I remember my first yearling and two-year-old-in-training sales at Keeneland, Woodbine, and Tattersalls. To my untrained eye, and despite tracing backwards through the bloodlines, each and every horse appeared sound and fit, looking like a million bucks. Although few horses ever actually sold for that amount, every inch of those young racehorse wannabes was gleaming from nose to toes. Even their feet were buffed and polished as perfectly as a pair of Usher’s coveted shoes.       Possibly because young horses for sale are primped and preened to the gills, few potential buyers actually ever pick their feet up to inspect them. Instead, buyers tend to focus on joints and throats, using the extensive repository to review joint radiographs (X-rays) and scoping prospects’ throats.       “The horses in the September (yearling) sales are simply glamorous, including their feet. I would estimate that only 10% of buyers ever actually pick up at foot at those sales,” remarks Sam Christian, a Kentucky-based farrier servicing several top-level operations such as Shadwell Farm.       In general, the expectation appears to be that if the throat and joints are clear and the young horse appears straight, their feet must also be in good condition. While some horses may have hidden surprises once their party shoes are removed (indicating that some of those fancy feet are in fact simply mutton dressed as lamb), Mark Dewey, a highly sought-after racing farrier, attests this is not generally the case.       “Nowadays, most of the farm vets and farriers working on young thoroughbreds for sale that I collaborate with, like Sam Christian, do a great job preparing these horses’ feet and straightening them out to maximise their sales value. Still, when they come to the track as two-year-olds, there is some work to be done,” says Dewey. Over the span of his 40-year career, Dewey has worked “behind the scenes,” so to speak, helping horses like 2013 Breeders’ Cup Classic winner Mucho Macho Man streak to success.       Dewey’s comment of course begs the question, what changes need to be made and how do these fancy feet hold up once they hit the racecourse? Are young thoroughbred feet properly prepared for meeting the grueling training schedule they must quickly become accustomed to, or are they simply…bling? As in, fashionable and attractive but with limited functionality?       Transitioning to the Racecourse       Dewey says, “Most farriers on the farms have got the feet in decent shape by the time I see these young horses at the track. The most problematic situation for me is that sales horses are shod to correct their limbs, to straighten them out. When I get them, I go back the other way and put their feet back in line with their limbs. The farriers on the farm are trying to make them as straight as possible for sale, but that approach is not conducive to soundness down the line. If the horse has turned out knees then they need to have their feet turned out.”       Christian concurs with Dewey’s summation, saying, “I shoe for a completely different purpose than Mark. My purpose is to prepare young horses for sale, and for that purpose, the focus is on conformation.”       He adds, “I give 100% to getting a nice foot on the foal and giving each and every foal the best chance at a racing career.”       Christian examines foals for the first time anywhere between five days and two weeks of age. Right away, he watches them walk and identifies what problem(s) need addressing. Toeing in, for example, is a relatively common condition Christian sees and immediately takes steps to correct.       “I examine each foal every two weeks. It is amazing how quickly foals change and how quickly they can get away from you if you don’t assess them frequently. The greatest chance we have at correcting them is when they are young,” Christian explains.         Addressing Underslung Heels       Once they get to the racecourse, a major problem facing young thoroughbreds in training is the heel. An underslung heel (referred to as underrun heel in some areas) is defined as a foot in which the angle of the horse's heel is at least five degrees less than the angle of the toe. In a healthy hoof, the toe and heel angles should be very close. In other words, the heels are low and the horse often appears as if he is standing on the bulbs of his heels.       “Farriers are frequently accused of cutting the heels off, contributing to the underslung heel, which is not true. We actually try to leave as much heel on as we can,” Dewey explains.       Recall that horses, like most humans, land heel first. Day in and day out during training, the heel takes a bit of a beating, which is only amplified during breezing and racing.       “It is hard to keep heel on horses when a thousand pounds keeps pounding down on such a small object,” summarises Dewey, adding, “The reason horses get crush and underslung heel is because as it grows, the heel tends to roll in, then crushes. If that happens then we see lameness and heel abscesses.”       The goal, says Dewey, is to cut the toe, pull the shoe back, and actually grow the heel.       “As a blacksmith you need to find a balance between too much and too little heel, and it can be hard to recognise when a heel is going to roll over and crush,” Dewey admits.       The “Thin” Thoroughbred Foot       Another factor causing strife for some trainers and farriers is the inherent “thin” nature of the thoroughbred foot. Their thin walls and soles combined with standard hazards of their profession put them at risk for bruises, quarter cracks, lameness, and lost training days. Dewey notes, however, that this isn’t a new problem.       “The thoroughbred industry has long been faulted for breeding horses with bad feet, and I don’t feel like this statement is true. I see the same feet today that I saw 40 years ago,” Dewey says.       After decades of dealing with so-called thin thoroughbred feet, farriers have amassed an armamentarium to better trim, shoe, and balance, including glue-on shoes.          “As these young horses get going, we like to use glue-on shoes to avoid the nails. These shoes provide the benefits of a bar shoe without the actual bar,” notes Dewey.       On the flip side, sometimes it’s better to go rogue and pull the shoes entirely.       If you’re not convinced about the potential benefits of dipping your horses’ toes in the sand, all-weather, or turf, take a peek at Bill Casner. The owner, former trainer, and breeder is well known for keeping horses barefoot, including Well Armed, who won the 2009 Dubai World Cup by 14 lengths. For more information on Casner’s philosophies, refer to Issue 38 of North American Trainer (available at  http://trainermagazine.com/articles/bill-casner-breeder-owner-trainer/2015/10/26?rq=bill casner ).       Dewey and Christian are also no strangers to horses going barefoot.       “Not every horse needs to have his shoes taken off, but in some cases it could be a good idea to take shoes off for a short period of time,” Dewey notes.       The example Dewey provided described a horse that was not overtly lame but just not striding out, strongly suggesting that the feet were the root of the problem.       “When you take the shoes off these horses, they usually get worse for three or four days, then slowly get better. It can take anywhere from two to four weeks or more to improve, and if the horse is good you can leave them like that for a while. When you do finally put shoes back on, we usually get a good four or five months before they start getting sore again. That said, not all horses will do this…club-footed horses for example will not be able to go without shoes,” describes Dewey.       “The trick is, trainers need an experienced farrier to help make this kind of decision,” he advises.       If the Shoe Fits….       Neal McLaughlin, assistant trainer to his brother Kiaran, agrees with both Dewey and Christian that finding the right fit for a horse must be approached on a case-by-case basis, treating every horse as an individual. Further, McLaughlin believes that the blacksmith, both at the farm and racecourse level, must be included as part of the horse’s caretaking team with minimal micromanagement.       “I view myself as a facilitator between the veterinarian and blacksmith, and together we change horses,” says McLaughlin. “It is only through experience that I learned to hire qualified people and let them do their job. A trainer’s relationship with their blacksmith is not like an employee-employer where you are dictating what you want them to do.”       McLaughlin adds, “Sometimes it’s easy to blame the blacksmith for anything that goes wrong. A lot of us in this game, we have big egos. We think we have all the answers, and I’ve learned the hard way through lots of head-butting and mistakes that hiring skilled people and creating a team is the best way to go. Wayne [Lukas] was a team guy and Kiaran came under him and learned that as well. Sometimes you need to be patient because when it comes to feet, it sometimes gets worse before it gets better.”           Putting the Best Foot Forward       “Despite having completely different purposes in terms of shoeing, we all work together, even when a horse gets sent back to the farm for some time off,” summarises Christian, adding, “Keeping young horses sound is far from formulaic.”       In other words, finding the right group like McLaughlin, Dewey, and Christian who are all focused on best practices and collaboration, is much like the classic Footprints in the Sand poem. The best trainers assemble an elite group of caregivers to carry the young, developing horse, leaving only one set of footprints in the sand until that horse is ready to create his own footprints.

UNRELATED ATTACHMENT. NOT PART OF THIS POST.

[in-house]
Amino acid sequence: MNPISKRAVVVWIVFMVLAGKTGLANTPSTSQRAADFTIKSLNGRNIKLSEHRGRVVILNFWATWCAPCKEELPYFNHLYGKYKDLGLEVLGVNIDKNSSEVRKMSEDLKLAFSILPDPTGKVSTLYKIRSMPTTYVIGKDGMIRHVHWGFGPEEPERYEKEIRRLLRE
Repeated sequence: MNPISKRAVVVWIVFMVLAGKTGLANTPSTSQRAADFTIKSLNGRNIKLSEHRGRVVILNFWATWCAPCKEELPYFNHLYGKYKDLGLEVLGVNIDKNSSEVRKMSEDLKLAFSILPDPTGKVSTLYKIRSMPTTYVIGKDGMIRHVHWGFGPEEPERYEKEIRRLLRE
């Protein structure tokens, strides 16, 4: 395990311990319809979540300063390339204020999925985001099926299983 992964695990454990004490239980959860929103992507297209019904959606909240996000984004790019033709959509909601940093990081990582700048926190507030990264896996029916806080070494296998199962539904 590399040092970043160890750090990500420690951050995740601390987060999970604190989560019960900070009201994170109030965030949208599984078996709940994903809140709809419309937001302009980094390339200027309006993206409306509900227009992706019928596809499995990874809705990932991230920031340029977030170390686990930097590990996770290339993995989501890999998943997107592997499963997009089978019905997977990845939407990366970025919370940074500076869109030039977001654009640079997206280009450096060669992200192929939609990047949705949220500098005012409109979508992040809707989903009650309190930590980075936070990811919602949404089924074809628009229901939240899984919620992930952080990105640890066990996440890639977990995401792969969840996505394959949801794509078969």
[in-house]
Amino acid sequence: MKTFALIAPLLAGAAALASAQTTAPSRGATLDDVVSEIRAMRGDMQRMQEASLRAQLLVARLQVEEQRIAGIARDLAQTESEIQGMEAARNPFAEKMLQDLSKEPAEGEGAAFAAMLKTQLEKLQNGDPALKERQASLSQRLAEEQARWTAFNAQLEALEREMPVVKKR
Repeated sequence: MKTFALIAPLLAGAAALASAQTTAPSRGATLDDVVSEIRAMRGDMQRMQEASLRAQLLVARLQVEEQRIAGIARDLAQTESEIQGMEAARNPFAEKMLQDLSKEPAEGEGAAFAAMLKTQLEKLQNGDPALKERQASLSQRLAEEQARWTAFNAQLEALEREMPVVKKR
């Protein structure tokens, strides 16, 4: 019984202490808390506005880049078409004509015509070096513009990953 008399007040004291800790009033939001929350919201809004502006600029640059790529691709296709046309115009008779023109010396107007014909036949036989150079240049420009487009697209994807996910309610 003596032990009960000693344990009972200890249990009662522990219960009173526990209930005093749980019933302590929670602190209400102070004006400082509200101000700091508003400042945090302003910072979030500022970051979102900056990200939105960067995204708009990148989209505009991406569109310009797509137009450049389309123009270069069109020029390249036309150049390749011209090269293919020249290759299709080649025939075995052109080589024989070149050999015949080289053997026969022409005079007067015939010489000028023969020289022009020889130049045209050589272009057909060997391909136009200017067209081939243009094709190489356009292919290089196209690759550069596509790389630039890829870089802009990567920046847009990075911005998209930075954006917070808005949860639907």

First published in European Trainer issue 58 - July - September 2017

Click here to order this back issue!

I remember my first yearling and two-year-old-in-training sales at Keeneland, Woodbine, and Tattersalls.To my untrained eye, and despite tracing backwards through the bloodlines, each and every horse appeared sound and fit, looking like a million bucks.

Although few horses ever actually sold for that amount, every inch of those young racehorse wannabes was gleaming from nose to toes. Even their feet were buffed and polished as perfectly as a pair of Usher’s coveted shoes.

Possibly because young horses for sale are primped and preened to the gills, few potential buyers actually ever pick their feet up to inspect them. Instead, buyers tend to focus on joints and throats, using the extensive repository to review joint radiographs (X-rays) and scoping prospects’ throats. “The horses in the September (yearling) sales are simply glamorous, including their feet. I would estimate that only 10% of buyers ever actually pick up at foot at those sales,” remarks Sam Christian, a Kentucky-based farrier servicing several top-level operations such as Shadwell Farm.

In general, the expectation appears to be that if the throat and joints are clear and the young horse appears straight, their feet must also be in good condition. While some horses may have hidden surprises once their party shoes are removed (indicating that some of those fancy feet are in fact simply mutton dressed as lamb), Mark Dewey, a highly sought-after racing farrier, attests this is not generally the case.

 CLICK HERE TO SUBSCRIBE!